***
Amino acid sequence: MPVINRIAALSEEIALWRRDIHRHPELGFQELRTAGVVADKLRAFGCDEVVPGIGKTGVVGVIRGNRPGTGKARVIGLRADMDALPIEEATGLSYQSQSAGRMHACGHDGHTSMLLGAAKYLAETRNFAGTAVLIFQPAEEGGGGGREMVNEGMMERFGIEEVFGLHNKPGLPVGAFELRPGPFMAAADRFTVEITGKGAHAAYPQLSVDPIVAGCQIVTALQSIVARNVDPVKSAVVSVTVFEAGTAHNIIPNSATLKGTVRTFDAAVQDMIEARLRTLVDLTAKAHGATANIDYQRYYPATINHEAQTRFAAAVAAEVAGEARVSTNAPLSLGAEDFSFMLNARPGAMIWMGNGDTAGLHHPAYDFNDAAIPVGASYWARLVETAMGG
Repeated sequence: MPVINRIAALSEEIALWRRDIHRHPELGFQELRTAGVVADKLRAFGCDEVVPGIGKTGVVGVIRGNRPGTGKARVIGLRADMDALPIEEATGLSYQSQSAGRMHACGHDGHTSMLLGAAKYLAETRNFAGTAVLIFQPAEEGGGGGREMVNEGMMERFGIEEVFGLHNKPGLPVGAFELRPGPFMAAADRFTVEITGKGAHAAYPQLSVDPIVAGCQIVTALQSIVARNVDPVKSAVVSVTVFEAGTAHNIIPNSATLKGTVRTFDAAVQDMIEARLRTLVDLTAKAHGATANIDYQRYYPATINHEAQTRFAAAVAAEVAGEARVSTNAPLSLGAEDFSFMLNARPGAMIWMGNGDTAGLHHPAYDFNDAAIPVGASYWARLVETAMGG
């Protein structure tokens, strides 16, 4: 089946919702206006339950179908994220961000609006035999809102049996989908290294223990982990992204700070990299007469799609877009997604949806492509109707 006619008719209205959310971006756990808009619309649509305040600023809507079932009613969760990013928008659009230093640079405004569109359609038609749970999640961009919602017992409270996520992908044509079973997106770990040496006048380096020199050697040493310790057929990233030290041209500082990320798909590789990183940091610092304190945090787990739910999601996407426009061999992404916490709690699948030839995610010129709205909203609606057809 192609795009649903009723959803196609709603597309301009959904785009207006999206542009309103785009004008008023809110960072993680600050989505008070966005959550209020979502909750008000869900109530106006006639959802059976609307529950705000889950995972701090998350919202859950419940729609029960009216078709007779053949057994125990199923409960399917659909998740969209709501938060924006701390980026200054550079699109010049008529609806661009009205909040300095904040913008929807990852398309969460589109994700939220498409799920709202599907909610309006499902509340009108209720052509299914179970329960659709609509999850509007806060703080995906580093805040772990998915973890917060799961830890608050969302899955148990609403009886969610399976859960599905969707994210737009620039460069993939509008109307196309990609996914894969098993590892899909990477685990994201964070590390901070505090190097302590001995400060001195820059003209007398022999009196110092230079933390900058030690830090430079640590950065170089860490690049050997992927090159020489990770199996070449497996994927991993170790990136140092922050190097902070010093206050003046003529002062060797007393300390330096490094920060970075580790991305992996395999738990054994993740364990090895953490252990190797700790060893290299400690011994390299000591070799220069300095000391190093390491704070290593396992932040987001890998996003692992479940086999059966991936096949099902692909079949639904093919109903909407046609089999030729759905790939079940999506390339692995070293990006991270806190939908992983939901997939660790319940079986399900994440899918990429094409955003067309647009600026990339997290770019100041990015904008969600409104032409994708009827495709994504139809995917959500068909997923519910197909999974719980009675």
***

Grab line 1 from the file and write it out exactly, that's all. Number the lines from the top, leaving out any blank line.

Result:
Amino acid sequence: MPVINRIAALSEEIALWRRDIHRHPELGFQELRTAGVVADKLRAFGCDEVVPGIGKTGVVGVIRGNRPGTGKARVIGLRADMDALPIEEATGLSYQSQSAGRMHACGHDGHTSMLLGAAKYLAETRNFAGTAVLIFQPAEEGGGGGREMVNEGMMERFGIEEVFGLHNKPGLPVGAFELRPGPFMAAADRFTVEITGKGAHAAYPQLSVDPIVAGCQIVTALQSIVARNVDPVKSAVVSVTVFEAGTAHNIIPNSATLKGTVRTFDAAVQDMIEARLRTLVDLTAKAHGATANIDYQRYYPATINHEAQTRFAAAVAAEVAGEARVSTNAPLSLGAEDFSFMLNARPGAMIWMGNGDTAGLHHPAYDFNDAAIPVGASYWARLVETAMGG